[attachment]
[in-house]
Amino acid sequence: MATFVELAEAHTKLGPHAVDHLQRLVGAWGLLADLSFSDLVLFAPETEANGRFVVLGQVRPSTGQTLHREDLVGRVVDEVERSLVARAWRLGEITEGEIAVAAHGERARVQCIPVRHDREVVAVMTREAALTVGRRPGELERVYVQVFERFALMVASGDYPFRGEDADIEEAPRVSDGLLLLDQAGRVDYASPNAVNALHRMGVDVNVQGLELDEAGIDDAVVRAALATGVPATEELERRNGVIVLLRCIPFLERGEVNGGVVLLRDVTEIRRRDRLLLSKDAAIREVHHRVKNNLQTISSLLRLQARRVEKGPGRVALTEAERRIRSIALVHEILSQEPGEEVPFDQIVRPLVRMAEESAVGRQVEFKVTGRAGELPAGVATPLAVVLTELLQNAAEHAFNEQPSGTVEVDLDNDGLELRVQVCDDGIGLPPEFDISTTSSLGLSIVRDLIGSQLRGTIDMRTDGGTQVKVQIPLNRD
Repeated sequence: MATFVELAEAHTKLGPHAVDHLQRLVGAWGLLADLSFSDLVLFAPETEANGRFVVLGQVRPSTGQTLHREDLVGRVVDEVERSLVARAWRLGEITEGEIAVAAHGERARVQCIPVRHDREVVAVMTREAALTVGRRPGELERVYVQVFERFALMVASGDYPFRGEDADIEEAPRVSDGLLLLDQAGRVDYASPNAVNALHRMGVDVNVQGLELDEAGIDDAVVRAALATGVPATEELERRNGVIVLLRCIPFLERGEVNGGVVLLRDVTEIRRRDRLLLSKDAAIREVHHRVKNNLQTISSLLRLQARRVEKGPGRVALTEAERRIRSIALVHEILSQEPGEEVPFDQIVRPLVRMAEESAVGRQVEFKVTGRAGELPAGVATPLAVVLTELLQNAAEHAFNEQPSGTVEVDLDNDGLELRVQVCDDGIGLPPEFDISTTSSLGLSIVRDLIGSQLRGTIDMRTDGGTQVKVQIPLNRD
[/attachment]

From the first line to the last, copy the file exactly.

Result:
[in-house]
Amino acid sequence: MATFVELAEAHTKLGPHAVDHLQRLVGAWGLLADLSFSDLVLFAPETEANGRFVVLGQVRPSTGQTLHREDLVGRVVDEVERSLVARAWRLGEITEGEIAVAAHGERARVQCIPVRHDREVVAVMTREAALTVGRRPGELERVYVQVFERFALMVASGDYPFRGEDADIEEAPRVSDGLLLLDQAGRVDYASPNAVNALHRMGVDVNVQGLELDEAGIDDAVVRAALATGVPATEELERRNGVIVLLRCIPFLERGEVNGGVVLLRDVTEIRRRDRLLLSKDAAIREVHHRVKNNLQTISSLLRLQARRVEKGPGRVALTEAERRIRSIALVHEILSQEPGEEVPFDQIVRPLVRMAEESAVGRQVEFKVTGRAGELPAGVATPLAVVLTELLQNAAEHAFNEQPSGTVEVDLDNDGLELRVQVCDDGIGLPPEFDISTTSSLGLSIVRDLIGSQLRGTIDMRTDGGTQVKVQIPLNRD
Repeated sequence: MATFVELAEAHTKLGPHAVDHLQRLVGAWGLLADLSFSDLVLFAPETEANGRFVVLGQVRPSTGQTLHREDLVGRVVDEVERSLVARAWRLGEITEGEIAVAAHGERARVQCIPVRHDREVVAVMTREAALTVGRRPGELERVYVQVFERFALMVASGDYPFRGEDADIEEAPRVSDGLLLLDQAGRVDYASPNAVNALHRMGVDVNVQGLELDEAGIDDAVVRAALATGVPATEELERRNGVIVLLRCIPFLERGEVNGGVVLLRDVTEIRRRDRLLLSKDAAIREVHHRVKNNLQTISSLLRLQARRVEKGPGRVALTEAERRIRSIALVHEILSQEPGEEVPFDQIVRPLVRMAEESAVGRQVEFKVTGRAGELPAGVATPLAVVLTELLQNAAEHAFNEQPSGTVEVDLDNDGLELRVQVCDDGIGLPPEFDISTTSSLGLSIVRDLIGSQLRGTIDMRTDGGTQVKVQIPLNRD